“My kids call their grandma ‘NeeNee,’ so these are NeeNee’s rolls. My mother-in-law has very famous rolls that she sells in Mississippi, and so I called and told her that her rolls are getting entered in a Dutch oven contest and she was excited beyond belief,” Ferguson.
The rolls are famous for their flavor, she said.
“They’re incredibly rich. There’s already shortening and sugar in them, and the butter comes later. Very Southern. It’s not deep-fried, though, so it’s not completely Southern. Though I bet you could deep-fry in these ovens. If we’d really thought about it, we could have made French fries,” Ferguson said.
But Dutch ovens differ from kitchen ovens in one particularly challenging aspect — heat control. They cook by stacking hot charcoal briquettes underneath the pots and on top of the lids. If a pot is too hot or too cold, coals can be added or removed, but the temperature doesn’t change as quickly as it would in an oven with a dial set up or down.
In camp, an error in temperature control might mean dinner is a little late or a little early. But in the cooking contest, there are strict time limits to be followed. In the adult division, for both novice and experienced cooks, the teams must enter three dishes — an entrée, bread and dessert — all with set, staggered time frames. When time is up the dish must be brought to the judges, whether it’s underdone, overdone or cooked just right.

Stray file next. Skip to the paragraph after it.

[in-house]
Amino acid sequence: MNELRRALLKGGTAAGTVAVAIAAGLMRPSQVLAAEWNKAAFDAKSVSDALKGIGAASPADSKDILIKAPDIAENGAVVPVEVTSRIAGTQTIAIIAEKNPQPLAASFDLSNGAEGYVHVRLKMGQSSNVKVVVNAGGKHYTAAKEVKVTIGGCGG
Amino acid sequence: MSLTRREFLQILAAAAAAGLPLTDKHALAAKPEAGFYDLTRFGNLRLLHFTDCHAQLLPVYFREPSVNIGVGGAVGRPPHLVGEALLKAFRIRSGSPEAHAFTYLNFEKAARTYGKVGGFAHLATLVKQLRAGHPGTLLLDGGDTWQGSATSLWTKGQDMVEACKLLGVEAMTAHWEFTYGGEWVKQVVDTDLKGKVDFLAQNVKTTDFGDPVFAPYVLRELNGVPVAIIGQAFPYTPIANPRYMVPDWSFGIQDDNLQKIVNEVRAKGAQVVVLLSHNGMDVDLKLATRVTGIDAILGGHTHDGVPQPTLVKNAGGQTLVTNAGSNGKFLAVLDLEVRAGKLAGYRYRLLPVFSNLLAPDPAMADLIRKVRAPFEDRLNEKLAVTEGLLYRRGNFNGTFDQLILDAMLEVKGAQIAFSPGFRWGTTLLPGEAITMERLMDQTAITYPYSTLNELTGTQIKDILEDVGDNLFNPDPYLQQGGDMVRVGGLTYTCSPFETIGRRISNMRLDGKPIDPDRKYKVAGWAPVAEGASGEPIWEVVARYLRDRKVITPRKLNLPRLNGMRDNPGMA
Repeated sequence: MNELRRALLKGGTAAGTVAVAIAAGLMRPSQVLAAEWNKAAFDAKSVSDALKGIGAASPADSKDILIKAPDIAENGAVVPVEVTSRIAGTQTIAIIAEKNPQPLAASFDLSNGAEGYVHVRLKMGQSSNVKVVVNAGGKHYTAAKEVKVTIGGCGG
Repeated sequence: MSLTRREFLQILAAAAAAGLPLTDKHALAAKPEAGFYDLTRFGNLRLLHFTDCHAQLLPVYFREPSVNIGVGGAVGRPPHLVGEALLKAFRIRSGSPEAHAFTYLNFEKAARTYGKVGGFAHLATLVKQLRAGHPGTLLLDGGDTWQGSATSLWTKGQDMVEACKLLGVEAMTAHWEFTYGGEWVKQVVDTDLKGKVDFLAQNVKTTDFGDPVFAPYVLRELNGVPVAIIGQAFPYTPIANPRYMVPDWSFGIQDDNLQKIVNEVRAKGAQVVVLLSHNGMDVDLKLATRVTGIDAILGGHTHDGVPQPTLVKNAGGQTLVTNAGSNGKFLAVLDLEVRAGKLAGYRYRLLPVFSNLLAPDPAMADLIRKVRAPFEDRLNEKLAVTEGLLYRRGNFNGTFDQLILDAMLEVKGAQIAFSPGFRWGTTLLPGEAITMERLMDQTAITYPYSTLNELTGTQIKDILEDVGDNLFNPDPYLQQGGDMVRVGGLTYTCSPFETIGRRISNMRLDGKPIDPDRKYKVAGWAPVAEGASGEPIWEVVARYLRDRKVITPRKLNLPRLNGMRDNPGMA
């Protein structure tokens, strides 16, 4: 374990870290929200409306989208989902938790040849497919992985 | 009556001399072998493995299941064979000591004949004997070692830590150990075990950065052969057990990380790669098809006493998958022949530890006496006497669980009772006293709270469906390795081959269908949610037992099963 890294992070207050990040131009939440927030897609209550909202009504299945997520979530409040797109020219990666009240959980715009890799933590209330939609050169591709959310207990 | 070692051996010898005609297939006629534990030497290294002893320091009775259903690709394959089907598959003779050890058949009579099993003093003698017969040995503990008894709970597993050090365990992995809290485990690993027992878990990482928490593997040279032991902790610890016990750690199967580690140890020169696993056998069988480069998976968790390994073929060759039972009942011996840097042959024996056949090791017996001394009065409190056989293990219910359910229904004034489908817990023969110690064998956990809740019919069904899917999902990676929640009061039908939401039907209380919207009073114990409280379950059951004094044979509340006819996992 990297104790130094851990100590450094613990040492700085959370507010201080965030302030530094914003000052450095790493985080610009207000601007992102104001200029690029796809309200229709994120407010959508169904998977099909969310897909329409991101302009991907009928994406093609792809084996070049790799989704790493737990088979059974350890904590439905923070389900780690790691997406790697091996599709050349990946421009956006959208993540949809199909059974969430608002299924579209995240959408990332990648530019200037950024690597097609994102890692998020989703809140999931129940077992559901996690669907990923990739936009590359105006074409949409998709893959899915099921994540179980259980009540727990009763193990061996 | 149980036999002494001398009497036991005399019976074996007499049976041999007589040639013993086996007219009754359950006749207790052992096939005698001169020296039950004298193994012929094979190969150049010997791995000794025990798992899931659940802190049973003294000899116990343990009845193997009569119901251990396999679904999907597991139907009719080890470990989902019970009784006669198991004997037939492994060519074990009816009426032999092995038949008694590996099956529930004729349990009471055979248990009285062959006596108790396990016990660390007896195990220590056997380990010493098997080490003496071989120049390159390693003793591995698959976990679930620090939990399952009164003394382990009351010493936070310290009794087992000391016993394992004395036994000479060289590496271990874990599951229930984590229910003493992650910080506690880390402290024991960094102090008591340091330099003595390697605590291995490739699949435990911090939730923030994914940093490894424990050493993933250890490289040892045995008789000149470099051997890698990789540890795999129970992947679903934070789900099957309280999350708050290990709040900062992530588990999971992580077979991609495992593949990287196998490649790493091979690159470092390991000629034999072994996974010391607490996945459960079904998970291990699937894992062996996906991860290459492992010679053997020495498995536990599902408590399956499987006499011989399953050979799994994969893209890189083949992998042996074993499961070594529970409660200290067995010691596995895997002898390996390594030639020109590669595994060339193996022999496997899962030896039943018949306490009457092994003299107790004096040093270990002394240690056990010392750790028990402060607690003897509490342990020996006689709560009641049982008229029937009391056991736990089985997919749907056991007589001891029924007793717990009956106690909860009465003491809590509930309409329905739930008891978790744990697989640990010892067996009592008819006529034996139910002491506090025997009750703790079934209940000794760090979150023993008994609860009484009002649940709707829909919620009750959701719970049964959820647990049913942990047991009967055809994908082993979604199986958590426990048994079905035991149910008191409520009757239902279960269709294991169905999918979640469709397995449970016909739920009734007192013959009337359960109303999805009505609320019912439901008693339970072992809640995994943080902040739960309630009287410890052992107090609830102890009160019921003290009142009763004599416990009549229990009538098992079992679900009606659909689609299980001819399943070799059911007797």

“That’s the hardest part is the timing, because you want it to still be warm by the time it gets to the judges table but you don’t want to
overcook it,” said Sarah Michael, of Sterling. She and her friend, Amanda Larboy, entered the Dutch-oven cook-off for the first time last year and did so well they ended up placing third overall, even beyond the novice division.
This year they made a raspberry-peach pie, Southwest stuffed bread and a prime rib roast with stuffed mushrooms.
“I’m worried about the meat,” Larboy said. “You don’t want it to sit in there too long even after there’s no heat on them because the meat will still cook.”
They had done a trial run of their menu last week and tried it out on friends, and they are no strangers to cooking in Dutch ovens.
“This is all we cook in when we camp, but we cook over the campfire and so we decided last year that we would try it here. So we came here and it was like a whole new world,” Michael said. “All these people who knew the timing and knew what they were doing. But it’s better to look that way, whether or not we are — you just have to look like you know what you’re doing.”
Across the cluster of tents and tables set up for the cook-off at Soldotna Creek Park, Josselyn O’Connor, of Soldotna, and her dad, William Burke, made no bones that this was a new experience for them — “Oh yeah, we checked novice,” O’Connor said — though they did look coordinated in their attire, at least, with matching hats and jackets representing their homeland of Scioto County, Ohio. Burke came up to Soldotna in part to visit his daughter and family, in part to fish, and particularly to compete in the cook-off.